Senator KIM CARR (Victoria) (14:51): My question is to the Minister for Vocational Education and Skills, Senator Ryan. Is the minister aware of the comments made by the Liberal member for Robertson on NBN News on 10 March 2016:
The federal government does not fund TAFE, absolutely does not fund TAFE. That is purely and simply a state government matter.
Is the member for Robertson correct?
Senator RYAN (Victoria—Minister for Vocational Education and Skills) (14:51): I am not familiar with those particular comments, Senator Carr. I understand that you may be quoting—I take it on good faith that you have made a quote—but I am not aware of the full context.
But I will take this opportunity to outline the Commonwealth’s role here.
Senator Carr, as a member of the previous government, you are particularly familiar with that role, given your longstanding interest in this area. The Commonwealth government does fund the state governments through national partnership and special purpose payments that allow the states to deliver vocational training in the markets they still control. We do not directly fund TAFE; the states do. That is the measure that was adopted under the national partnership agreement that you signed.
I will take this opportunity to outline that when you look at the national partnership payments and the special purpose payments—some of which can be directed by the state governments to support TAFE—then in terms of the national partnership payments there has been a 58 per cent increase since this government came to office, if we consider this financial year and the payments that will fall due soon and if the states actually meet the targets that they have set. I might also say that, if we consider the special purpose and national partnership payments, we have seen an increase of 11 per cent.
Senator Carr, I know that those opposite have been making noise about contestability in this market, but I will also point out that contestability in the vocational education market was a specific part of the national partnership agreement that your government signed with the states. So it is absolutely hypocritical for those opposite to be making noises about contestability as they try to import a state election campaign into federal politics, knowing full well that the Commonwealth can do nothing—under the national partnership agreement that they signed—to directly fund any TAFE.
Senator KIM CARR (Victoria) (14:53): Mr President, I ask a supplementary question. I ask the minister: does the Turnbull government plan to withdraw funding of national partnerships for TAFE? Or does the Turnbull government plan to take over TAFE?
Senator RYAN (Victoria—Minister for Vocational Education and Skills) (14:54): My first question from Senator Carr in this place upon taking this office was about an alleged national takeover plan. I made the point at the time that that was a discussion paper drafted by officials that was circulated as part of the COAG process—a longstanding COAG process to try to clarify roles and responsibilities.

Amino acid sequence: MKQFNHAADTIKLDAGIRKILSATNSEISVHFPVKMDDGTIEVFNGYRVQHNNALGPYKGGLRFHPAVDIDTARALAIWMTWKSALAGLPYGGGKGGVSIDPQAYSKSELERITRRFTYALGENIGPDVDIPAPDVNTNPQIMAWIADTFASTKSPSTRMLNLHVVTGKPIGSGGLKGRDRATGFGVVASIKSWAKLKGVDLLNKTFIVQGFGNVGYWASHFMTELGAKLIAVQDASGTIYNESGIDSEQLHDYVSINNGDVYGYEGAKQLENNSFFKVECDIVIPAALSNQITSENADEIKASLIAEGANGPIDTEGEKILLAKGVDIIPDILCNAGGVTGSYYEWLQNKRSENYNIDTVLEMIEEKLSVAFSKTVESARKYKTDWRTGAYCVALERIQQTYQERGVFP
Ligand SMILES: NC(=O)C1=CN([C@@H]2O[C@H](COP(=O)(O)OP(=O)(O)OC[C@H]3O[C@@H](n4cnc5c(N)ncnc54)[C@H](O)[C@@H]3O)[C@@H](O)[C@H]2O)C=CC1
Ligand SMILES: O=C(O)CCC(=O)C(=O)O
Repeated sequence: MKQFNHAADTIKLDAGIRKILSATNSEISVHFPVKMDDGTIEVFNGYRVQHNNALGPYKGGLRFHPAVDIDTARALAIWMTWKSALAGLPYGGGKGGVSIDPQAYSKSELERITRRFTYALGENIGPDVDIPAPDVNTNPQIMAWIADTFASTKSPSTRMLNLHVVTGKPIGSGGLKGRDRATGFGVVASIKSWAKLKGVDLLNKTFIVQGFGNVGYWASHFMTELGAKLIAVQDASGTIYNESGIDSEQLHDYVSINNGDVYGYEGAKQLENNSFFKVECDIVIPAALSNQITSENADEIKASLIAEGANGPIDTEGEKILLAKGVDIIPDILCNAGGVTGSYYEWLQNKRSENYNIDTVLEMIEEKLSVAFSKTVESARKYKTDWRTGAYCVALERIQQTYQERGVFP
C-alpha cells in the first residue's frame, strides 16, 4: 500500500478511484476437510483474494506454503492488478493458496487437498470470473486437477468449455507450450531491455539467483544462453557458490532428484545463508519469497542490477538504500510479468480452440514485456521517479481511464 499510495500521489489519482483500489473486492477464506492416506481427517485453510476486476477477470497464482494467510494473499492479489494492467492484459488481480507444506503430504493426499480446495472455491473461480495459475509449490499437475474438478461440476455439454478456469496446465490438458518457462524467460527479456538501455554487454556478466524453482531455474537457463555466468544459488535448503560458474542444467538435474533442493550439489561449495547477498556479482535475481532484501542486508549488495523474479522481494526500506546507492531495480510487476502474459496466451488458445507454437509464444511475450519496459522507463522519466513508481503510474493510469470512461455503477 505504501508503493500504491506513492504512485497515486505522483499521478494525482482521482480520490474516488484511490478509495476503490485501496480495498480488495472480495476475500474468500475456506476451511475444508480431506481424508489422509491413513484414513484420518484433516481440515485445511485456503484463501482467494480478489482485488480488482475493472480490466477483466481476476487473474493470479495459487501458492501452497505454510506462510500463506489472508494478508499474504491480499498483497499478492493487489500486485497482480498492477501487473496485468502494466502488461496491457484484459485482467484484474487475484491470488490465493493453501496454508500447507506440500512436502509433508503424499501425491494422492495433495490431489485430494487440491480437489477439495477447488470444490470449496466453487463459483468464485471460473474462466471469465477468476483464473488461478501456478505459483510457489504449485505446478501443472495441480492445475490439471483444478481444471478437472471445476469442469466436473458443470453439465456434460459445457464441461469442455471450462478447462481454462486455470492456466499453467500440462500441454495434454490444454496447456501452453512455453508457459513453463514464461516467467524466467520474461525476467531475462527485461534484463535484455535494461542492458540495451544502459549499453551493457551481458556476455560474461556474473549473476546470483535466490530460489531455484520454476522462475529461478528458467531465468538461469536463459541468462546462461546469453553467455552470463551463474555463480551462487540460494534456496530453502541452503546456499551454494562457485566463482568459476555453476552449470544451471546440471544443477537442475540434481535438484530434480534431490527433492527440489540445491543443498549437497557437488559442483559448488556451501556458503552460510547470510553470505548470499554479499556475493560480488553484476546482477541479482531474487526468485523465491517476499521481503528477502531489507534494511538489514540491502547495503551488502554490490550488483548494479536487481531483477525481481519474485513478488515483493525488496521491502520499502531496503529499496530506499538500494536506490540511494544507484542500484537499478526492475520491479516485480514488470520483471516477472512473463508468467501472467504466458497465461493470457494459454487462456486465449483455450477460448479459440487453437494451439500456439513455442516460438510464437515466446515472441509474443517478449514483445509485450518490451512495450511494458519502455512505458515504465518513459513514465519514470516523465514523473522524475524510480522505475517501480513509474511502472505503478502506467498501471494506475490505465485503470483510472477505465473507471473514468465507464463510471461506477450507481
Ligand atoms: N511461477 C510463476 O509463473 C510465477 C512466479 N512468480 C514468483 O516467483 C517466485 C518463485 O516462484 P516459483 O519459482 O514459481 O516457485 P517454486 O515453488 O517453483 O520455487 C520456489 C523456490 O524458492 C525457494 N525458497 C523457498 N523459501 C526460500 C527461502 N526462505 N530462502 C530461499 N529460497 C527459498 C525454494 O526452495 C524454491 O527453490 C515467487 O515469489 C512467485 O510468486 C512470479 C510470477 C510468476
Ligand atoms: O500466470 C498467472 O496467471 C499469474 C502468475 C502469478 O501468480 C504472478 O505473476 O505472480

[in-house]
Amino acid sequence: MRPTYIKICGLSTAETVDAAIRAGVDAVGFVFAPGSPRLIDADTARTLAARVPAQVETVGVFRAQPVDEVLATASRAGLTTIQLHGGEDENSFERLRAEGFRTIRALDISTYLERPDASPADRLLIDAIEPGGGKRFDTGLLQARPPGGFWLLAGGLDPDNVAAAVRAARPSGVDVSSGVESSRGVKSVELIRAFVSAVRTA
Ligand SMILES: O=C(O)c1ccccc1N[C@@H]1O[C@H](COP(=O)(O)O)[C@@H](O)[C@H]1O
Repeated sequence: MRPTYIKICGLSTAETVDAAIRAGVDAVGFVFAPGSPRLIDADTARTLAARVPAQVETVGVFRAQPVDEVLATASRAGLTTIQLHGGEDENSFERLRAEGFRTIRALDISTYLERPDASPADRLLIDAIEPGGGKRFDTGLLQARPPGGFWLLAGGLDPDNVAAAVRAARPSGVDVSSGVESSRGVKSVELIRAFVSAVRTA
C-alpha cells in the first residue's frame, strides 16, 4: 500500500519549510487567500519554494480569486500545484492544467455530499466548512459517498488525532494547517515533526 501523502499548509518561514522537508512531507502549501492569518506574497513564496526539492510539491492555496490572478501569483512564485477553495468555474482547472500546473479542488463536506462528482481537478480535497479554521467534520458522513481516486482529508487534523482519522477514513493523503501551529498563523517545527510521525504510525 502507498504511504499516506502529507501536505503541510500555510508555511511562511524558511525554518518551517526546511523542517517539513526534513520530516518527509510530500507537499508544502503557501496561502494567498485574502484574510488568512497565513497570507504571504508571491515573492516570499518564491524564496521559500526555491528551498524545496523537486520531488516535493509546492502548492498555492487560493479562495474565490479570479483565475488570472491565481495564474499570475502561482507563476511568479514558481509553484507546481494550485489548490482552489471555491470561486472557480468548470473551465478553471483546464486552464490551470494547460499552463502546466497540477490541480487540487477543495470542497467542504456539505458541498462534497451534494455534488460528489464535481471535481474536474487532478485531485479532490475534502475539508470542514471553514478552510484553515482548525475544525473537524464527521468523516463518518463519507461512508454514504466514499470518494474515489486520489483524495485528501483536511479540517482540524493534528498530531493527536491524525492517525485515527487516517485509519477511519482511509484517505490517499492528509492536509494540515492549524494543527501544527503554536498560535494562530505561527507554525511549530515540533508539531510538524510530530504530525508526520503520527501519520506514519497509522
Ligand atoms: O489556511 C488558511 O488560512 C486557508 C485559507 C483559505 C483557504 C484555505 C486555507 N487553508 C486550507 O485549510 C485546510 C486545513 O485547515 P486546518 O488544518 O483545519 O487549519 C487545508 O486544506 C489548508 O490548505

There is no national plan to take over TAFE. The Commonwealth would have a great deal of trouble seizing TAFE even if it so desired. I might say, though, that under the flawed VET FEE-HELP scheme set up by those opposite—if we just go through the numbers that TAFEs have accessed through that—what we have seen since 2013 is an increase of 116 per cent in public TAFEs accessing the VET FEE-HELP scheme, from $168 million to $363 million.
So, Senator Carr, the contrived outrage of those opposite who signed a national partnership that talks about contestability and then set up a system that seized the TAFEs’ access— (Time expired)
Senator KIM CARR (Victoria) (14:55): Mr President, I ask a further supplementary question. Given the chaos and confusion surrounding vocational education and training policies under the Turnbull government, when will this government come clean on its plans for VET and TAFE?
Senator RYAN (Victoria—Minister for Vocational Education and Skills) (14:55): If only I had more than a minute! This government has been focused on cleaning up the disastrous VET FEE-HELP scheme that you set up.
You put fewer protections in place than exist for universities. You put a pile of money on the table. Over the last 18 months this government, led by my predecessor, Senator Birmingham, has had to put measures in place to stop brokers getting students in shopping centres with free iPads—something you did not do.
I might say that, in the press release that was released yesterday by the opposition, they did talk about their plan. I want to go through a few comments. You said you wanted to establish a VET ombudsman, to cap tuition fees, to lower the lifetime limit for VET FEE-HELP loans, to ban or place restrictions on brokers and to give the minister power to suspend payments to a private college under an investigation. None of those is in place in the scheme you set up. None of those powers currently exists. We are constrained by the flawed legislation you put in place.